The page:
It is possible to find instructions for installing Docker directly on your OS. But there's almost no reason these days not to use docker. There are plenty of docker containers for Solr, and the operation (as I will demonstrate in this article) is almost trivial. Launching a docker container from a trusted image not only saves time and effort, but leverages best-practices installation and configuration techniques, at least where official or highly trusted Dockerfiles are concerned.
In this tutorial, I'll walk through launching a docker container for Solr, attaching an external data volume, and demonstrating the successful GET and POST of data to Solr between container lifecycles.
Using the docker search command, I find that these images have already been built:
At the time of this article, the first docker image is the most popular, and has a Dockerfile with a configuration that I agree with. The image is built on top of java:8, which in turn uses dockerfile/ubuntu as the base image. I like this design approach rather than pulling the OS directly. If I ever want to extend this Dockerfile, I'm generally happier to work with an underlying Debian image as well, although this isn't generally much of an issue with Docker.
The image is also well-supported, with an updated configuration for the Solr 5.1 release being released today.
Building the Image
This is an optional section, but as I've mentioned here, I like to piggyback on Dockerfiles that I'm planning to use on a project.
Given a local docker registry and multiple team members, it becomes easier to point members to the registry and a standard naming scheme for images. In this case, I'm not adding any extensions to the Dockerfile at the moment, but that could always come later.
My copy looks like:
and I build this using
from within the directory containing my Dockerfile.
Launching a Container
I can launch a container from the image directly by typing
This launches the container and exposes the Solr installation's port 8983 on the Host port 8983. I could use any Host port I want, and if I launch multiple containers from this image, will indeed need to select something different.
The installation can be verified via a web browser:
|Fig 1: http://192.168.x.y:8983/solr|
A slight problem however: if I click on "Core Admin" in the dashboard and try to add a core, I get an error:
|Fig 2: SolrCore Initialization Error|
Attaching a VolumeIf you're familiar with fundamental Java concepts (particularly within the Spring Framework) the concept of "dependency injection" may be familiar. Logic is crafted with reliance on a component, but without the requirement of managing that component's lifecycle. And if you're not familiar with this dessign pattern, that's fine. The docker concepts are simple enough as they stand.
I'm tempted to call the attachement of data volumes to a docker image "directory injection". The pattern is clear enough: the container relies on a given directory, or many given directories. Now, whether these directories exist (and are configured) within the container, or on the host that the container is running on, isn't that important.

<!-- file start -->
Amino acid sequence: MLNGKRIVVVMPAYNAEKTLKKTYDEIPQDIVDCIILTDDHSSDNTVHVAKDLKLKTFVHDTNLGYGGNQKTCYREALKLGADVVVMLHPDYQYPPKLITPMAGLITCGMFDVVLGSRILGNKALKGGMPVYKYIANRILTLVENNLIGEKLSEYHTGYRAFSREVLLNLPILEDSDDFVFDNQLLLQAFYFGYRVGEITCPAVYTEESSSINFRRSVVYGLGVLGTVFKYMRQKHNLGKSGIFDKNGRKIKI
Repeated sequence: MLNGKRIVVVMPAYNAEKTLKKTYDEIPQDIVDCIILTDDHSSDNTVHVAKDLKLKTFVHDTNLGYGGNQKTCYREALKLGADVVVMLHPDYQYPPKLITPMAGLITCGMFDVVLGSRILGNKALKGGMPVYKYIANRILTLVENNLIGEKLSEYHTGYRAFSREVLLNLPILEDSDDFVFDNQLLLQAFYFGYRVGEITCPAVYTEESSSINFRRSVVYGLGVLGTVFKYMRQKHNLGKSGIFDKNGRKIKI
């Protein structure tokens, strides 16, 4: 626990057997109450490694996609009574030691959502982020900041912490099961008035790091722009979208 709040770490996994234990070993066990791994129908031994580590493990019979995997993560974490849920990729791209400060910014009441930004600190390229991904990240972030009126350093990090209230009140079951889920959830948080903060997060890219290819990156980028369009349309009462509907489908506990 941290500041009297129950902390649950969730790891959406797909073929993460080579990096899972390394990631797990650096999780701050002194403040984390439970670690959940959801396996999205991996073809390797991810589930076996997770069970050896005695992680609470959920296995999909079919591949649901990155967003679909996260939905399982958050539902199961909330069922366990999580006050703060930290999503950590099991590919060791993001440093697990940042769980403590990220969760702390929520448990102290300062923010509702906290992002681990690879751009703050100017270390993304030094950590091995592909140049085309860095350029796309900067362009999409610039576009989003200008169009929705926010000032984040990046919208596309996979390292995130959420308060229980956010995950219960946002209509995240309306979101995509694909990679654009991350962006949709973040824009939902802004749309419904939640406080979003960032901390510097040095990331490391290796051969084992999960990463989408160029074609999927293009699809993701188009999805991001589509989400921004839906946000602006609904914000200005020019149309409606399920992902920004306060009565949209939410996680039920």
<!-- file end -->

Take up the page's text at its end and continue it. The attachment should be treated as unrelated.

Again, given the ephemeral nature of a docker container, it is often necessary to use a data volume on the host, and make the container dependent on this.
In the case of Solr, we'll want to inject a directory into our container that holds a configuration for a Solr core.
We do that like this:
The host information is in green and the container information in orange.
In some cases (particularly when debugging, or just getting started), I avoid running a container in detached mode, and focus on the immediate log output.
As in this case:
The Solr Core
During startup, Solr will scan sub-directories looking for specific files named core.properties.
The solr_data directory that I have injected into my container in the last section, contains these contents (at a minimum):
The contents of each file are hyperlinked in place above.
When we launch the docker container now, with this directory and its contents injected, both the log file and dashboard show us a more successful configuration.
Last line of the log file:
|Fig 3: Core Configuration working properly|
If I click on the "Core Selector" drop down list (at the bottom of the left-hand nav pane), this will bring up an overview pane, from which I can select "Query". At the bottom of the query pane is an "execute" button.
Clicking this button will perform a default query against the configured Solr core.
|Fig 4: Query returns no results|
I'm going to use a Java client to add data:
I run the client locally, and then query the Solr core via the dashboard:
|Fig 5: Query returns results|
Restarting the Container
To prove if the data is persisted between container lifecycles, first stop the running instance.
If we examine the solr_data directory, we find this:
Note the creation of the sub-directory named data. If you've worked directly with Lucene before, you'll recognize the contents directory.
I'm going to go ahead and start my instances in detached mode:
and if I revisit the dash board via my web browser, the data is still present. Since we were able to view the Lucene index on our host system, this is no surprise.
- [GitHub] solr-minimalist
- Java/Maven project containing the client code to post data to Solr.
- [GitHub] Solr Dockerfile
- [StackOverflow] Solr Collections vs Cores
- [DigitalOcean] Manual installation of Solr 4.7.x on Ubuntu 14.04
- Leaves a couple key steps out (for example, doesn't explain why the Jetty install is necessary), and some links have changed over time. Be sure to thoroughly read the comments section.